Continue Reading: Cuban_cooperatives_lessons_from_Norway

Durham Integrated Growers
Organic Agricultural Cooperative in Urban Cuba
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ASCE (ASSOCIATION FOR THE STUDY OF THE CUBAN ECONOMY), A Selection of Papers from the 2018 Annual Conference

The complete set of papers is here:  ASCE Conference Proceedings for 2018.

A complete set of all the papers from the annual ASCE conferences can be found here:  ASCE Conference Proceedings

Cuba: Los Retos Económicos del Gobierno de Miguel Díaz-Canel Omar Everleny Pérez Villanueva PDF version
Cuba 2018: Entre la Continuidad y la Oportunidad Dagoberto Valdés Hernández PDF version
Cuban Peso Unification: Managed Rate and Monetary Analysis Luis R. Luis PDF version
La Agricultura en Cuba: Transformaciones, Resultados y Retos Armando Nova González PDF version
Principal Elements of Agricultural Reforms in Transition Economies: Implications For Cuba? Mario A. González-Corzo PDF version
Cuba’s Economic Liberalization and The Perils to Security and Legality Vidal Romero PDF version
Growth and Policy-Induced Distortions in The Cuban Economy: an Econometric Approach Ernesto Hernández-Catá PDF version
Comparing The Quality of Education in Pre- and Post-Revolutionary Cuba Using U.S. Labor Market Outcomes Luis Locay and John Devereux PDF version
The Global Economy and Cuba: Stasis and Hard Choices Larry Catá Backer PDF version
Five Keys to Presidential Change in Cuba Arturo López-Levy and Rolf Otto Niederstrasser PDF version
Cuba’s Political and Economic Arteriosclerosis – It Is Not Just The Castros Gary H. Maybarduk PDF version
Cuban Tourism Industry in The Eye of The Storm Emilio Morales PDF version
Experiencias de Cuentapropistas Ted A. Henken PDF version
Cuban Demography and Economic Consequences Humberto Barreto PDF version
     
“The Revenge of The Jealous Bureaucrat”: A Critical Analysis of Cuba’s New Rules For Cuentapropistas Ted A. Henken PDF version

 

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CUBAN DEMOGRAPHY AND ECONOMIC CONSEQUENCES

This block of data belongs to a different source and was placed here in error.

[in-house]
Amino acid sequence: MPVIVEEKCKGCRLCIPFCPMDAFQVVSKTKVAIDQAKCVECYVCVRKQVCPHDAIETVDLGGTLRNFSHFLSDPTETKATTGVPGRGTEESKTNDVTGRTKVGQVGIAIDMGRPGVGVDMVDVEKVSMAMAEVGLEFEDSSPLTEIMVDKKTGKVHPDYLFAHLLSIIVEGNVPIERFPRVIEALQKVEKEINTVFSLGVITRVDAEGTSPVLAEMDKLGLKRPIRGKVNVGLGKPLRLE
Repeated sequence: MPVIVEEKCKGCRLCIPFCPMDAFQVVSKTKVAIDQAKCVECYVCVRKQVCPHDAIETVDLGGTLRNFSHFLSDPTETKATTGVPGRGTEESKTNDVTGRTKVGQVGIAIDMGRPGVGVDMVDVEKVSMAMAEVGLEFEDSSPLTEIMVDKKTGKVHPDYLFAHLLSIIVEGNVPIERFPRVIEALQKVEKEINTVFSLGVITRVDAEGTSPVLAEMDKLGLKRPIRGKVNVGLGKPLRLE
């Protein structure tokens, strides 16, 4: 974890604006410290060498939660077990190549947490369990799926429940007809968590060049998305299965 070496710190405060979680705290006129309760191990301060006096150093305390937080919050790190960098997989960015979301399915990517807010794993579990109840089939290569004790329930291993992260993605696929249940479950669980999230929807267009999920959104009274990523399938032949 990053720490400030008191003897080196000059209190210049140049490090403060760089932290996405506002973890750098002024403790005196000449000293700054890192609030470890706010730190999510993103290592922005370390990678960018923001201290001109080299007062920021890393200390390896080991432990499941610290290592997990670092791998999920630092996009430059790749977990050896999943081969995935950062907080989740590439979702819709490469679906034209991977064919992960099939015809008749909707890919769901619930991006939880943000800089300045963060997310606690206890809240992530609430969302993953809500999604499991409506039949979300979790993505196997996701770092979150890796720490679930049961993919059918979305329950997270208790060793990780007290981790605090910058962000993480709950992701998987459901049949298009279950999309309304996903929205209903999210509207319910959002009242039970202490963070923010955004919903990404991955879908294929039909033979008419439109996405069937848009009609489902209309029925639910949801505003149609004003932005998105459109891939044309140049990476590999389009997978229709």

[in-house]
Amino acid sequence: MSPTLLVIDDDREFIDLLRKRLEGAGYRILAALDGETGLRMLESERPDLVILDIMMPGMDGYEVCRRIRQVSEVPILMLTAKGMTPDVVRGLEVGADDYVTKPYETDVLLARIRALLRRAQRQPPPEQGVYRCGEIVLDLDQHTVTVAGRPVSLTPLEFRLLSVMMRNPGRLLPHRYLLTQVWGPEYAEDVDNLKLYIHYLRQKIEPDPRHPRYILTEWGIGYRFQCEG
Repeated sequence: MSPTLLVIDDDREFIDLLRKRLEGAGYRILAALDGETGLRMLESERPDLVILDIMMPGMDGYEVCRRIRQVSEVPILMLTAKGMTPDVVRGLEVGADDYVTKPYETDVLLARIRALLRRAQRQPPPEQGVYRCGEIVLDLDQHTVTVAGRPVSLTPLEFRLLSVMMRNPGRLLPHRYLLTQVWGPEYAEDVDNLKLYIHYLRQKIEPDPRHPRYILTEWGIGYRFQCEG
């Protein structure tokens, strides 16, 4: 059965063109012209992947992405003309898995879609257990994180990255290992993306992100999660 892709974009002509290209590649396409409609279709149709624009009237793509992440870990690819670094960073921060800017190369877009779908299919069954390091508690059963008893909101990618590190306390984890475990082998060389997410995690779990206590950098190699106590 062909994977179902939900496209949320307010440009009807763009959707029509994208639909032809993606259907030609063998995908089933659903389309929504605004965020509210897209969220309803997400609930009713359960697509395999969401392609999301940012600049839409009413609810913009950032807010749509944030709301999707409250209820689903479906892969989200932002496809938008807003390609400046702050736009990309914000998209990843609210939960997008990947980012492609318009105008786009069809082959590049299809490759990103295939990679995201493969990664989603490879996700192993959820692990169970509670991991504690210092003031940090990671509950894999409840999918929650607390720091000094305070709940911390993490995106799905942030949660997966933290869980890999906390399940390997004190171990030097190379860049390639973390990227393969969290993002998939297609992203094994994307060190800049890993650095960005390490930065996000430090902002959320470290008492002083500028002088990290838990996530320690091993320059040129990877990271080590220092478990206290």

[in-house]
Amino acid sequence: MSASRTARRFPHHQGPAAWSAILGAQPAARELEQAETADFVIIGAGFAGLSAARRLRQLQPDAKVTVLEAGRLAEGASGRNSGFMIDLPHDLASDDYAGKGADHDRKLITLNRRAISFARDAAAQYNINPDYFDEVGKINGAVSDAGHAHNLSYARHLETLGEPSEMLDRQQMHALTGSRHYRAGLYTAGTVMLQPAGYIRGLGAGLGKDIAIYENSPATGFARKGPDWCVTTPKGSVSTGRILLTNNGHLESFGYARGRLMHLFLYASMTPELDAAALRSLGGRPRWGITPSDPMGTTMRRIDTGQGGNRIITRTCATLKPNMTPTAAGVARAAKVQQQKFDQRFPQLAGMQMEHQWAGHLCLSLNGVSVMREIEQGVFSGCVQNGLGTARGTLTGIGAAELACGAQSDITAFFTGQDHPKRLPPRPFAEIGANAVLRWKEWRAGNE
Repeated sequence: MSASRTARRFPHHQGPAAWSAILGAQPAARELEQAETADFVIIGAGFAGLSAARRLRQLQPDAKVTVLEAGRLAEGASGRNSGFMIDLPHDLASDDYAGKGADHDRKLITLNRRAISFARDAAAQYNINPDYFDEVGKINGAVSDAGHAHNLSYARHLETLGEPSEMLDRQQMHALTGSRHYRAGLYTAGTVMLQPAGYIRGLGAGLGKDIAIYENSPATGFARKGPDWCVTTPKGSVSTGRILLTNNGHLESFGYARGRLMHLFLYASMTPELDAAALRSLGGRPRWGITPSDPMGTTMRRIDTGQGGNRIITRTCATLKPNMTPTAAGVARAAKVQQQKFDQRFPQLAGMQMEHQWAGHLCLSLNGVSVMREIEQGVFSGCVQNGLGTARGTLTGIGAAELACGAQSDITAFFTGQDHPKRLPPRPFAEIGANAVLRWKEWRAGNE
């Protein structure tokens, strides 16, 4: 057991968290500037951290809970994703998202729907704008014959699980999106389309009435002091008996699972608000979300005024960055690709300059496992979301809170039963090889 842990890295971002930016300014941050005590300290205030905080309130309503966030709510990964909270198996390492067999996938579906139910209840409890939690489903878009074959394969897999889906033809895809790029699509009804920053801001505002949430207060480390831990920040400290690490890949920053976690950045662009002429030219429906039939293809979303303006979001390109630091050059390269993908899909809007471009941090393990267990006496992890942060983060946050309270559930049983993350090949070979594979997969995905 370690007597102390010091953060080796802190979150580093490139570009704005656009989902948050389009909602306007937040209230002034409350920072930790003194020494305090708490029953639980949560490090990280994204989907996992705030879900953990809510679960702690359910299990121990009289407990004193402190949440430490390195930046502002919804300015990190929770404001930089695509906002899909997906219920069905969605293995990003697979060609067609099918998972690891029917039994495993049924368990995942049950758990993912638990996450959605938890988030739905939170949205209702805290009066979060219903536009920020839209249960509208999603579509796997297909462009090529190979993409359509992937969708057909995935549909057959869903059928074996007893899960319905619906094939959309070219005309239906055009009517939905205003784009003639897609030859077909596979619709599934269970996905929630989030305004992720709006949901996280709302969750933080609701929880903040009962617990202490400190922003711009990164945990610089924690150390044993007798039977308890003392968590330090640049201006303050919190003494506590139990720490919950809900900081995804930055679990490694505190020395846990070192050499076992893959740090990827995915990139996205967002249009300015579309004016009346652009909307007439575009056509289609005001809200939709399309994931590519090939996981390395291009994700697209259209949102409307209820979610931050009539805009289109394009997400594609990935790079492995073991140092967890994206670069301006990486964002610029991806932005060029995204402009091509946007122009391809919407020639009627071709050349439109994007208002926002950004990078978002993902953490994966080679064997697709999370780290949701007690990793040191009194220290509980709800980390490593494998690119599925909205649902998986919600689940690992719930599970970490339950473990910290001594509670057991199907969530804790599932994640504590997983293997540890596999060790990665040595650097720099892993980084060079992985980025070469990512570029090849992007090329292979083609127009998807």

Humberto Barreto

ASCE Conference Proceedings, 2018

Complete Article: Cuban Demography

INTRODUCTION

Cuba is facing a demographic storm that will stress its economy and society: its large baby boom generation is reaching retirement age and fertility is extremely low. While this is not an original observation (Hollerbach, 1980; Díaz-Briquets, 2015 and 2016), this paper uses single-year age-distribution data to show the seriousness of the situation. Unlike previous work (including that at the Cuban government’s Oficina Nacional de Estadística e Información (ONEI), www.one.cu), which focuses on total population change and other aggregates, this paper presents and analyzes the movement of the entire age-distribution over time. Thus, the data display methods adopted in this paper more dramatically show the demographic challenges facing Cuba.

The economic impact of an aging population is usually presented in terms of resources needed for health care and social services. The old age dependency ratio (the fraction of adults over 65 years old) conveys the idea that society must find a way to pay for care of the elderly. While important, this understates the effect of population aging and misses a mechanism through which it influences the economy. A much more serious challenge for an economy than taking care of the aged revolves around the attitudes and expectations of a society dominated by old people. The old are more pessimistic, conservative, and short-run oriented than the young.

While Keynes (1936, Ch 12:VII) highlighted animal spirits, “a spontaneous urge to action rather than inaction,” as a driver of fluctuations in a market economy, economists have little to say about the effect of expectations on long-run growth. Below are rudimentary thoughts on why a society dominated by the old might languish. The optimism of young people drives their energy and motivation to undertake a whole host of activities, including starting new businesses, trying new products, building new  homes, and moving to new cities. The old, unlike the young, see the end of life and this affects their outlook. For many, the past seems better than the future and they stand pat—personally, socially, and economically.

Risk taking falls as people age and this occurs in every aspect of life. We settle into patterns and stick to what works. In terms of the economy, old people are less likely to buy new products and invest aggressively. They are more concerned with maintaining and conserving what they have than in taking chances with their accumulated wealth.